Birda is a birdwatching app and community aimed at curious people who want to deepen their connection with nature.

American Black Duck Fun Facts

Did you know?
Fossils have been found that date the American Black Duck to at least 11,000 years old.

American Black Ducks on Birda

Sightings

More Ducks, Geese, Swans

A photo of a Mandarin Duck (Aix galericulata) , male

Mandarin Duck

Aix galericulata
Birda Logo

Your birdwatching journey like never before

Connect with nature in minutes
Take a walk, look out of the window and log the birds that you see. Feel good about those little connections to nature.
Discover the joy of birding
Find new birding spots, see more birds, share and celebrate with a like-minded community of nature lovers.
Play your part in saving nature
Logging your birding sightings and sessions turns into positive action for our planet. Every sighting counts.

Birda Blog

What Our Birders Say
Leonie
We've been waiting for an App like this
Excellent! We've been waiting for an app like this! Thank you! It would be nice if you could assign additional birds to sessions later!
Hip An
Fantastic
Really enjoying Birda where I live i have a lot of Red kites really hard to photograph but I can video are you planning some place on the app where us Birda can post vids🦉🦅
Mike T
Sense of Community
A great app, which is continually being improved. What really comes through is the passion of those behind the app. The sense of community is brilliant, so much help and support provided to new and/or in experienced birders.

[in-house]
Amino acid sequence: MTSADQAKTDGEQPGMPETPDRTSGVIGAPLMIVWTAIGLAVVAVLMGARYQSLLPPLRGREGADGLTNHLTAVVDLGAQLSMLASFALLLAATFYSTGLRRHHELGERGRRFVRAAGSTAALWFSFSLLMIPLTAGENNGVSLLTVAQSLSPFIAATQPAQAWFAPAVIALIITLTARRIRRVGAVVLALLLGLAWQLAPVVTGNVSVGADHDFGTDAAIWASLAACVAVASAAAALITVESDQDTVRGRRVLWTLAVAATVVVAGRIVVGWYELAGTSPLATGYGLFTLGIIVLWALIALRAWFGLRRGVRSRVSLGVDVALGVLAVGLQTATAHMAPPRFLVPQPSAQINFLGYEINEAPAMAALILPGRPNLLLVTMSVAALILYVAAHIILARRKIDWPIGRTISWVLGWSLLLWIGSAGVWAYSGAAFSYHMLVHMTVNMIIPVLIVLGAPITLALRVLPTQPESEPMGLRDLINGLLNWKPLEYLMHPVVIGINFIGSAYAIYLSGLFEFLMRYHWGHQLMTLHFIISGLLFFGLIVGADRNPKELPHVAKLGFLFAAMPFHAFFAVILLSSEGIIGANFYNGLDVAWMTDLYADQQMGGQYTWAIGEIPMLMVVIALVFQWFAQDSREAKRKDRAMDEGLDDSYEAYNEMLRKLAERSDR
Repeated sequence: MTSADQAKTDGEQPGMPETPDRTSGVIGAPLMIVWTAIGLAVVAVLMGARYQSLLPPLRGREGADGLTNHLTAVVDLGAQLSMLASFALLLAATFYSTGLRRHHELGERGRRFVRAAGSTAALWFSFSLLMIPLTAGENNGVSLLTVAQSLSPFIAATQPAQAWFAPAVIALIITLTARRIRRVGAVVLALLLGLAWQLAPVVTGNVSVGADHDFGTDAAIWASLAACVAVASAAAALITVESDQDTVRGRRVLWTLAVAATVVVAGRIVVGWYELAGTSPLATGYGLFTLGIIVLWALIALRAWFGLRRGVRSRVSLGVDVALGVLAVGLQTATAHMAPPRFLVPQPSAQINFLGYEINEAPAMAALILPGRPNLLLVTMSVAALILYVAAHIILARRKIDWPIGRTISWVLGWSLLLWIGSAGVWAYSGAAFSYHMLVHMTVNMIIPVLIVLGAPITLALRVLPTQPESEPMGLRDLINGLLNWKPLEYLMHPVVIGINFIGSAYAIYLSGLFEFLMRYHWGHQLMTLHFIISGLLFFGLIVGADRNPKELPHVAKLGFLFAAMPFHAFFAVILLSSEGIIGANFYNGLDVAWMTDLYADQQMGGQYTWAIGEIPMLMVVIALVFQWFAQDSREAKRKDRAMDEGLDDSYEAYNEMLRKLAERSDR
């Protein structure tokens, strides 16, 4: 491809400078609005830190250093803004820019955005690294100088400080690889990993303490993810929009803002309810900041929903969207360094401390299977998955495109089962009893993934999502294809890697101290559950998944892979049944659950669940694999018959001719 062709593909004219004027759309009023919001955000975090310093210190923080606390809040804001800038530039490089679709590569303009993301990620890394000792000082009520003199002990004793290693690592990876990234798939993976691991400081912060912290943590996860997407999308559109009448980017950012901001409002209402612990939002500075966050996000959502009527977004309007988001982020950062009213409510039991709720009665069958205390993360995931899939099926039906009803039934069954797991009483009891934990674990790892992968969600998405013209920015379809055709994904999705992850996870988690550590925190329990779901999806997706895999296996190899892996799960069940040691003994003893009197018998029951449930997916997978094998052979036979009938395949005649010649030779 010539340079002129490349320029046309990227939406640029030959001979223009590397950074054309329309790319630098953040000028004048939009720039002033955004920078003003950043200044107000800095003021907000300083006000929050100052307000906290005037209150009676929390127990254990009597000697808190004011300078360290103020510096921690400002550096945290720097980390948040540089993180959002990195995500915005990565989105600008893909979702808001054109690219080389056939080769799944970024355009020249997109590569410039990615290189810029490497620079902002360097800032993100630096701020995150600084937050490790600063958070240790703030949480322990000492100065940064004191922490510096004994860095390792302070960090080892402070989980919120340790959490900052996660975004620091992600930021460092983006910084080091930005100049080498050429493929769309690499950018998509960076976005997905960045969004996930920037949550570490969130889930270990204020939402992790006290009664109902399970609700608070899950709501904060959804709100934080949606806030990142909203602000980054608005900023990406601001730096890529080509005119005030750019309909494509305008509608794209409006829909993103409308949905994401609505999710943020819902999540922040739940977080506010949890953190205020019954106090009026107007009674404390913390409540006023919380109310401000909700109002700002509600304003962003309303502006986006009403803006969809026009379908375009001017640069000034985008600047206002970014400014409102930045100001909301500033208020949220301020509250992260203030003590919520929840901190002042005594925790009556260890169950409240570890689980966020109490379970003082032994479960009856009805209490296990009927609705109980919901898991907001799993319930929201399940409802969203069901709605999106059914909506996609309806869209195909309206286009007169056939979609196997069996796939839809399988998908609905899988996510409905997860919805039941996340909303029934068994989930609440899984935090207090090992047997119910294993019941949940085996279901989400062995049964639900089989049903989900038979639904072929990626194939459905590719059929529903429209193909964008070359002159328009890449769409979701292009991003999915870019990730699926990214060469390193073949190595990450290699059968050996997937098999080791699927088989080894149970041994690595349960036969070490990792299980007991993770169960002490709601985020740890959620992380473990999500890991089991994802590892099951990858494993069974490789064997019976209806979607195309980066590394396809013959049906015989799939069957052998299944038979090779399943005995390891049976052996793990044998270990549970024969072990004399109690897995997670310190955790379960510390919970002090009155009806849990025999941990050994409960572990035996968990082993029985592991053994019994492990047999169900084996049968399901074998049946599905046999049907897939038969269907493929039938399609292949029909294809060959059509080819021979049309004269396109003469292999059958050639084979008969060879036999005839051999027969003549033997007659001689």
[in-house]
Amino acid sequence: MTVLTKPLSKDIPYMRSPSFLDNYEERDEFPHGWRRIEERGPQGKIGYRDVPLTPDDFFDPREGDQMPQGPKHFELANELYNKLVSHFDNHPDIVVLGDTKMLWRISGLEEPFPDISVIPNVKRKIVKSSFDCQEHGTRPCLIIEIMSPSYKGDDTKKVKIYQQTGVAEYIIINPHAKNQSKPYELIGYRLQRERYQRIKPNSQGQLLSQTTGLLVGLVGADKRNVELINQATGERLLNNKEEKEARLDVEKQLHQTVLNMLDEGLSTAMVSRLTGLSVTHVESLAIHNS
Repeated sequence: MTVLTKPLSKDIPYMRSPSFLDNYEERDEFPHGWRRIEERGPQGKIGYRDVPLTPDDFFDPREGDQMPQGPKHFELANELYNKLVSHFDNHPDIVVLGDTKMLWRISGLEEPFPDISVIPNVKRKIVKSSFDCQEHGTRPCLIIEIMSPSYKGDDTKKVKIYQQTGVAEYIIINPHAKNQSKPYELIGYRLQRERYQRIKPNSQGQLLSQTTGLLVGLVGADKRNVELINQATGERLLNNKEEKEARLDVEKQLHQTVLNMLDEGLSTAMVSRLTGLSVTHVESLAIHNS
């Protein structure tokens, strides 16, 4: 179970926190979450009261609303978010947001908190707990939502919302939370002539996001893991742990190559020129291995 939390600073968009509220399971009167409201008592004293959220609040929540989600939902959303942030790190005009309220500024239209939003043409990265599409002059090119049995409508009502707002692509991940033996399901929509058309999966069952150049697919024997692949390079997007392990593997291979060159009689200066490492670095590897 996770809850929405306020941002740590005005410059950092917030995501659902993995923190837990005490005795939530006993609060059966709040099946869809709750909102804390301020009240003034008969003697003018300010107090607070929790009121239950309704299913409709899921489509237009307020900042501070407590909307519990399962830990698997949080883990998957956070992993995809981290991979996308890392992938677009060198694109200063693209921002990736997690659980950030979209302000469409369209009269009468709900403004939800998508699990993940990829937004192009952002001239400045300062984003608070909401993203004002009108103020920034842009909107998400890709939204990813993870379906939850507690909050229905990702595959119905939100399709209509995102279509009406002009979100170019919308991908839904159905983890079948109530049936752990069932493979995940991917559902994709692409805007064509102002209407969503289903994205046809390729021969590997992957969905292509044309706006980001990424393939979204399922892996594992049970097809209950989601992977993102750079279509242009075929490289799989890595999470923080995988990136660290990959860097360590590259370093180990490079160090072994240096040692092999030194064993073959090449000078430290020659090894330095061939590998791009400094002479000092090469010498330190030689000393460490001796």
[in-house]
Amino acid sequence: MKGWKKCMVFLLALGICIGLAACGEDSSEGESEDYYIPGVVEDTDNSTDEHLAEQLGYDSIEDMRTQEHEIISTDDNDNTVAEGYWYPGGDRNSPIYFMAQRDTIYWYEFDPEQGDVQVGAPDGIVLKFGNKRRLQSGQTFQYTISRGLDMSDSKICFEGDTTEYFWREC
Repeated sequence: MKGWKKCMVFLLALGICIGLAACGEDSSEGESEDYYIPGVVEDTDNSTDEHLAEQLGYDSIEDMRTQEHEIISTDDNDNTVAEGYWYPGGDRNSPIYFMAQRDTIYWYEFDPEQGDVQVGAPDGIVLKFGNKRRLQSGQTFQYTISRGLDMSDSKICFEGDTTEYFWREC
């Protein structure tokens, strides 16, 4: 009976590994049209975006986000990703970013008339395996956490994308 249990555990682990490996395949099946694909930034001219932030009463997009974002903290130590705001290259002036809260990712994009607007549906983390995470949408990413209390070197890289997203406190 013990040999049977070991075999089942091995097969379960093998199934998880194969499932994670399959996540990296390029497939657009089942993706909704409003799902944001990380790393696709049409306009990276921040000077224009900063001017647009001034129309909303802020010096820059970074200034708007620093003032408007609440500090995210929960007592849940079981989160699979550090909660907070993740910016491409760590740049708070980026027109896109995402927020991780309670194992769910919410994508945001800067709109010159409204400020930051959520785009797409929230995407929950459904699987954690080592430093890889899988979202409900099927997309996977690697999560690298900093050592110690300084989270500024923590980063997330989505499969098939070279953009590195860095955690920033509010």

Viperray5
Loving it
I really enjoy being able to interact with other birders on this platform! This seems like a great way to meet other birders and find some new spots.
David C
Very knowledgeable group
Nice friendly birding community. Very knowledgeable group with a willingness to help.
Erna M
I really like Birda
I really like Birda. I also use other birding apps and have Birda with E-bird going at the same time.
Ellesse_W
Learning Birding with Birda
I’m relatively new to birding as a hobby, and Birda is a great way to keep track off all the species I see. I’m still working on my ID skills, but the app is great for figuring out potential species, and the online community is so friendly and helpful. Definitely recommend Birda to both early and serious birders! 🐦
Jane N
A great app
Enjoying it immensely and finding it useful too. Recording the different birds and counting them is showing me how the present climate is affecting them all. I've trebled the numbers by planting native hedging. A great app.
Nicole
Gets me outdoors more
I'm still loving this app. I use it most days & gets me outdoors more. Enjoying watching others progress and photo's, it's improved my wellbeing.... I love this app! I can keep a record of sightings and see what others have seen too.
Amylia S
Best app for any birding person!
I love this app!! I am so addicted to it when I saw it had 3 star review I was so sad! The app is awesome!! The best app for any birding person! ❤️
As featured in
Connect with nature,
Find your flock
Download Birda - QR Code
© 2024 All rights reserved